A Different Way of Knowing: The 'Blink' Group
Drs. Leslie McKeon, Jill Oswaks, and Pat Cunningham (from left to right) practice simulation in their Patient Focused High Reliability Team Training (PHReTT) study.
The idea for the research program that Drs. Jill Oswaks, Leslie McKeon, and Pat Cunningham are developing occurred to Dr. Oswaks after one of her students experienced a traumatic event. The student was involved in a case where a patient died after a system error. After the event, administrative changes were made in the unit; however, there was no debriefing to determine what occurred based on all participants’ experiences. The situation became a dead-end catastrophic event, and no one learned from it. The student was traumatized.
Dr. Oswaks, Director of the Nurse Anesthesiology Option for the UTHSC College of Nursing, wondered, “Can we do better?” She approached Dr. McKeon, who has expertise in systems theory, and Dr. Cunningham, who, as a psychiatric nurse, has expertise in debriefing, to discuss the issues her student had confronted. There is a lot of stress in anesthesia practice, with acute stress response and long term adjustment—a high price clinicians pay for system failures.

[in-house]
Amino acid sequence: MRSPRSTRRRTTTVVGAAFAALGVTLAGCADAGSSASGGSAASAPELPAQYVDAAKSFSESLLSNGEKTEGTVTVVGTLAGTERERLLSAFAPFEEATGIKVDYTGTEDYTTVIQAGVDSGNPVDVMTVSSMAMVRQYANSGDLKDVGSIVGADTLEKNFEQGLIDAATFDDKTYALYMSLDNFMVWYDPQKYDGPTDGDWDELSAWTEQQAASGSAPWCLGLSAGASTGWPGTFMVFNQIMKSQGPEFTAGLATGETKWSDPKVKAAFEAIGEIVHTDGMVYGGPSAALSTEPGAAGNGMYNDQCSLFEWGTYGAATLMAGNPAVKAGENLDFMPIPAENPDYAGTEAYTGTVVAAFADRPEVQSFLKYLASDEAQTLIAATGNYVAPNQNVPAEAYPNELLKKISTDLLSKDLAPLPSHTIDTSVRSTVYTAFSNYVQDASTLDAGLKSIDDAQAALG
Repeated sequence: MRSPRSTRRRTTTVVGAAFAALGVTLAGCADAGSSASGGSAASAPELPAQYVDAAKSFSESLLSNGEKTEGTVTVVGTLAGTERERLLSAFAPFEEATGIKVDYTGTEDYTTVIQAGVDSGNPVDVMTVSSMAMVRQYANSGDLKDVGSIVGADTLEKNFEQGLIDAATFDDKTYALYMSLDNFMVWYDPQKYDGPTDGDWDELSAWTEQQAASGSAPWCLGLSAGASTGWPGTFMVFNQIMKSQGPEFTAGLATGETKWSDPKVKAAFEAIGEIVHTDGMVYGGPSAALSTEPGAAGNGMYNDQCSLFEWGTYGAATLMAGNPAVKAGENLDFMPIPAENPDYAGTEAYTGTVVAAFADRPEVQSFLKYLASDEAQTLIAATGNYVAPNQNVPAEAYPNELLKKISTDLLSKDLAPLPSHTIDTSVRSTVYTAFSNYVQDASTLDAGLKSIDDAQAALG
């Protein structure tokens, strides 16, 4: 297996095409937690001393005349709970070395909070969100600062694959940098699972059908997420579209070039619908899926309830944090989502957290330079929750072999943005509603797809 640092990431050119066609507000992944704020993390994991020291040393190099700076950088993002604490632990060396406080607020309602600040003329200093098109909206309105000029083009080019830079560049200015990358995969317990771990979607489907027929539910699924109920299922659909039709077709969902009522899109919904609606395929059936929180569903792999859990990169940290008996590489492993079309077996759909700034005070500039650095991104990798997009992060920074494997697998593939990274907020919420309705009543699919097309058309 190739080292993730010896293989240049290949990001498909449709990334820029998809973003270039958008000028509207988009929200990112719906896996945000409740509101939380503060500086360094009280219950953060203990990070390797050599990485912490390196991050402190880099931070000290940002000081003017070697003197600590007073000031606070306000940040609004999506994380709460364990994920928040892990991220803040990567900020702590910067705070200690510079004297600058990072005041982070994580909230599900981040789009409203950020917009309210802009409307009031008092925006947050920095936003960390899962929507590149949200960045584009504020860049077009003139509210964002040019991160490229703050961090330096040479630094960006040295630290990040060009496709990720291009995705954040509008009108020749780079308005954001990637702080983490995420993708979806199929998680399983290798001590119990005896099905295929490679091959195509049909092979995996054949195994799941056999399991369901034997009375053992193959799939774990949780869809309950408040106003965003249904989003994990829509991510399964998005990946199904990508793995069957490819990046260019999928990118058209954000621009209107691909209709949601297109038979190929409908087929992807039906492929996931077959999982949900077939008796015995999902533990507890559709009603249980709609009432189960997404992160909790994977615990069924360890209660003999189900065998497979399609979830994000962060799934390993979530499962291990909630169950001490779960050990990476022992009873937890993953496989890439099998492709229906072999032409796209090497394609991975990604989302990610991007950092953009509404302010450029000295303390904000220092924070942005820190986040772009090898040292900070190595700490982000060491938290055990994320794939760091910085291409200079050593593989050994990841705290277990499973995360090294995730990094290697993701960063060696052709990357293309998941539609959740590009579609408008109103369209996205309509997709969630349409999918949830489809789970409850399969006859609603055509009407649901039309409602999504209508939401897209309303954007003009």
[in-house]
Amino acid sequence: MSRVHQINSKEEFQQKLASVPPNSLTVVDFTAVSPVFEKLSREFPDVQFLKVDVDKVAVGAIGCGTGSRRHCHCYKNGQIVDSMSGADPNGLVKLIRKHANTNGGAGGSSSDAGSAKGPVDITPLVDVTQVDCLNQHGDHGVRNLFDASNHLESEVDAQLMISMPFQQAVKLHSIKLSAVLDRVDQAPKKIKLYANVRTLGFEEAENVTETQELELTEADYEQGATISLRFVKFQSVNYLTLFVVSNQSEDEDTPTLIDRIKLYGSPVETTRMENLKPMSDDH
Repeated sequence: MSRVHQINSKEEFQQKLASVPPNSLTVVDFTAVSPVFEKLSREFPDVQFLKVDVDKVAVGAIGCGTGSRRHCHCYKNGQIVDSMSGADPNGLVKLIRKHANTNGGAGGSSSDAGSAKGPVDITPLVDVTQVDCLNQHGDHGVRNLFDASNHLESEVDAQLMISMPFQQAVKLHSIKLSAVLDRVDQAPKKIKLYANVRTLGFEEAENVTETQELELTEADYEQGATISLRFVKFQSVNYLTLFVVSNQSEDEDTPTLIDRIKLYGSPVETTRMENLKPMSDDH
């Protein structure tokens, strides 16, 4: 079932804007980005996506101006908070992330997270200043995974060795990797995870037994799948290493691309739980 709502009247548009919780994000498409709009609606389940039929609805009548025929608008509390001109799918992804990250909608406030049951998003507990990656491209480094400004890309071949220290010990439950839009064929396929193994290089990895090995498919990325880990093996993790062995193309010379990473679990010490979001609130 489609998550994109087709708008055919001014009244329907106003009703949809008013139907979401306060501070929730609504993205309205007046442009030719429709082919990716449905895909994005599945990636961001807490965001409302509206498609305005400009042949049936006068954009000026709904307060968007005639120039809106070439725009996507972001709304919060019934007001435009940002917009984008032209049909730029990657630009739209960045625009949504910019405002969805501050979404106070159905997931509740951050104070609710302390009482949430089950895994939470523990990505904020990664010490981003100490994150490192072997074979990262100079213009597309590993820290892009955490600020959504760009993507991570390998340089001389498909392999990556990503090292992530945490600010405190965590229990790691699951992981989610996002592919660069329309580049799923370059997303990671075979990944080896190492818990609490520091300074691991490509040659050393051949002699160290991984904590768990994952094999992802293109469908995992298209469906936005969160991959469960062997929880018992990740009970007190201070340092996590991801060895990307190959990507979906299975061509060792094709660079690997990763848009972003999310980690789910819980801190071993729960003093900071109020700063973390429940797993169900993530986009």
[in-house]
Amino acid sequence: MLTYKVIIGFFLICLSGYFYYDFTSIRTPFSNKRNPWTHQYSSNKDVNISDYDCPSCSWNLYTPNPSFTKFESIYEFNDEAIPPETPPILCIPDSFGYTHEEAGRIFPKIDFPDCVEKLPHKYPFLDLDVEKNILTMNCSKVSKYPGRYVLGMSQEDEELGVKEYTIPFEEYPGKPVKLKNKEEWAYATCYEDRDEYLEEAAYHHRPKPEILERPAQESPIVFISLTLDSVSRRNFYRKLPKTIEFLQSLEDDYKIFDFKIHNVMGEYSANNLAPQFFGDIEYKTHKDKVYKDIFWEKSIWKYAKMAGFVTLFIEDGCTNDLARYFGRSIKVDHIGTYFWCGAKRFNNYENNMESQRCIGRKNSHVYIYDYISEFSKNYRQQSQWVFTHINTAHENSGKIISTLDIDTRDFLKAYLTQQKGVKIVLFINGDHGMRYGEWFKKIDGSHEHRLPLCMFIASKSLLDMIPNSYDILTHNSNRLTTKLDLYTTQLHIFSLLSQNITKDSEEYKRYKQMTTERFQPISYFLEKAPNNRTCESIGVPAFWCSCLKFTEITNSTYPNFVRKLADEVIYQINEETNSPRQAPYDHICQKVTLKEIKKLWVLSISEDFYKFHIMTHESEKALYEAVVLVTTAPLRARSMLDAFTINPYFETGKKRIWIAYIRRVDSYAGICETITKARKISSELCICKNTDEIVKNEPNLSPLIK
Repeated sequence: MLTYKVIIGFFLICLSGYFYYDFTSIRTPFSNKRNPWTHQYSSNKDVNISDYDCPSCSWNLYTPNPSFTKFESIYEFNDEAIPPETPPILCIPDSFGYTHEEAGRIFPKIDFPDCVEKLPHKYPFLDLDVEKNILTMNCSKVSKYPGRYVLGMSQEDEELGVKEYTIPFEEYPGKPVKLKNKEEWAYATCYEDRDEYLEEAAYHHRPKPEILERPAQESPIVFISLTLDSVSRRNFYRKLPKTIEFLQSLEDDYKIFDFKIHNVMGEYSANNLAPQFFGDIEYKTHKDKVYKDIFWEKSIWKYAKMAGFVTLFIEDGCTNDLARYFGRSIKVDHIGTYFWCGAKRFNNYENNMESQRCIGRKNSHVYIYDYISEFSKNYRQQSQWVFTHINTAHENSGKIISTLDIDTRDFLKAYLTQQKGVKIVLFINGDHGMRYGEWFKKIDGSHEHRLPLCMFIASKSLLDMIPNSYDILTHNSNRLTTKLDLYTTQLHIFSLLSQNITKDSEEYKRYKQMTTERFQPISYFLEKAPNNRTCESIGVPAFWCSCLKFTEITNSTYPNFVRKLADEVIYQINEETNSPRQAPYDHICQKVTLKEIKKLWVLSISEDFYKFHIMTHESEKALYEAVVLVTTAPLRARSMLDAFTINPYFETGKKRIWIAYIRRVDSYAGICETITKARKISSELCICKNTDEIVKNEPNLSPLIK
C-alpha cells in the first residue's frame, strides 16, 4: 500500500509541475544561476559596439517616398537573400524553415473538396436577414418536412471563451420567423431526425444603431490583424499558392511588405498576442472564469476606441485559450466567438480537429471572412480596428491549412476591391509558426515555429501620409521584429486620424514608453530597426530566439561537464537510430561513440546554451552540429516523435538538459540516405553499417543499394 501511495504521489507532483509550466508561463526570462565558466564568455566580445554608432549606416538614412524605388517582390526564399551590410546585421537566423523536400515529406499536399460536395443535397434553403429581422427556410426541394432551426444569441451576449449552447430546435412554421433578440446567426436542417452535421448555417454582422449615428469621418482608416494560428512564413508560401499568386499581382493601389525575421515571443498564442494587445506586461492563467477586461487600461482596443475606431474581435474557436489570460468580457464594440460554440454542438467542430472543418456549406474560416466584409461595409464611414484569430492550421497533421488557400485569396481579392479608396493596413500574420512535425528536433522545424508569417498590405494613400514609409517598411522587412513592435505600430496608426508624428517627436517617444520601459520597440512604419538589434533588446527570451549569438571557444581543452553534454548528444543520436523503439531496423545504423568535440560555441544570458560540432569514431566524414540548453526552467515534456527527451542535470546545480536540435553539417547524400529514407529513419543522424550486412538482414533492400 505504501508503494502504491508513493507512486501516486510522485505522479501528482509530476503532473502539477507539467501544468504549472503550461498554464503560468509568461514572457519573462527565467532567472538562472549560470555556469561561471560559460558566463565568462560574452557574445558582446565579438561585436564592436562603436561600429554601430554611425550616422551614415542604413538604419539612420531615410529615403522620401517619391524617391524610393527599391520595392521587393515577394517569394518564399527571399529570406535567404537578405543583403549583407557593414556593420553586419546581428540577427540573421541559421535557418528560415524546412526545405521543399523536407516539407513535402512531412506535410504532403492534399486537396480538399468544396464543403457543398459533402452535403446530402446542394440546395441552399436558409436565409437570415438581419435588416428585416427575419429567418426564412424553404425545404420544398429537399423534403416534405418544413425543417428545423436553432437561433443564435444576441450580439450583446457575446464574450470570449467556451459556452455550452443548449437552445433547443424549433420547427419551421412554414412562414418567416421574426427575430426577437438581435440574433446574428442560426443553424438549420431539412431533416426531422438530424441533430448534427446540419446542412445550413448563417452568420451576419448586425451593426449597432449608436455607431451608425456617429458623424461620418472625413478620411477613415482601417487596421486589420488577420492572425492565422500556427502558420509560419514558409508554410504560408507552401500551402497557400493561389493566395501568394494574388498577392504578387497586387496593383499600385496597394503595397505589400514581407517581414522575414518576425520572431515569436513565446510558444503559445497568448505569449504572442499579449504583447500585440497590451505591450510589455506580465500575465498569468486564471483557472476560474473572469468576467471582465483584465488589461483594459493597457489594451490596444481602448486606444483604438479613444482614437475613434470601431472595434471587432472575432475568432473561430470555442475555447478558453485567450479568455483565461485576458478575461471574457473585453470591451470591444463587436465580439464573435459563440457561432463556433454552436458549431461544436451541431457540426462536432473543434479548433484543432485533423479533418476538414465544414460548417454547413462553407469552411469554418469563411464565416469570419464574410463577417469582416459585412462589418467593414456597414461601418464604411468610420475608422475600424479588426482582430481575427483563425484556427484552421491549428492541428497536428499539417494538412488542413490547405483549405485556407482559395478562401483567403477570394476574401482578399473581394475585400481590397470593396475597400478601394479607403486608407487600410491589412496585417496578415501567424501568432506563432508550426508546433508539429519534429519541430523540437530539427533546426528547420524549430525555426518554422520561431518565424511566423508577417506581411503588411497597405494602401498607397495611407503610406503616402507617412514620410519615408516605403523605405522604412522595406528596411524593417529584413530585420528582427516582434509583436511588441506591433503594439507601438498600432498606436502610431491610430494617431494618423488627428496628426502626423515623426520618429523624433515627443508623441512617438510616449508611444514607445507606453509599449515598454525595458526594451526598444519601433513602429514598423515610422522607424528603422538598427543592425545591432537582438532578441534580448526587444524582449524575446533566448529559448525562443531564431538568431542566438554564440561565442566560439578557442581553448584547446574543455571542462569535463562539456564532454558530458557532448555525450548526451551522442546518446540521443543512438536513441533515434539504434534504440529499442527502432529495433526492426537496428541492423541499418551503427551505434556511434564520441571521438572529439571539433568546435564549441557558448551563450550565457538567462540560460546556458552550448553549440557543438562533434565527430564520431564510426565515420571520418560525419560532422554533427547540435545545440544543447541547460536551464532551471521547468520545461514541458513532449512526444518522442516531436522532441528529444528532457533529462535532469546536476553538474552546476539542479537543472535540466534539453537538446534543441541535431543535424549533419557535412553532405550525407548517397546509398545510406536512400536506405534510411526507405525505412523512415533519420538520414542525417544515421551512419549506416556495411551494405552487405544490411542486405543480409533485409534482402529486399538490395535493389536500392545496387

The group agreed to work together to develop a way to change practice for the benefit of the provider and the patient. The change strategy would include understanding the theory-driven point-of-view of practitioners and of the current practice and systems.
Knowledge and wisdom emerged as the collaborators have worked together around their complex topic. Cunningham and McKeon acknowledged that they were primed by Oswaks; she encouraged them to read the book “Blink” by Malcolm Gladwell, which describes ‘intuitive knowing and the adaptive unconscious.’ Oswaks further encouraged the group to read other scientific literature outside of their regular sphere of exposure—to learn to value different ways of knowing. They moved from “Blink” to classic literature, including military literature about stress and decision making. The group adopted ‘Blink’ as their informal group name, and they are referred to by colleagues as ‘Blinkers.’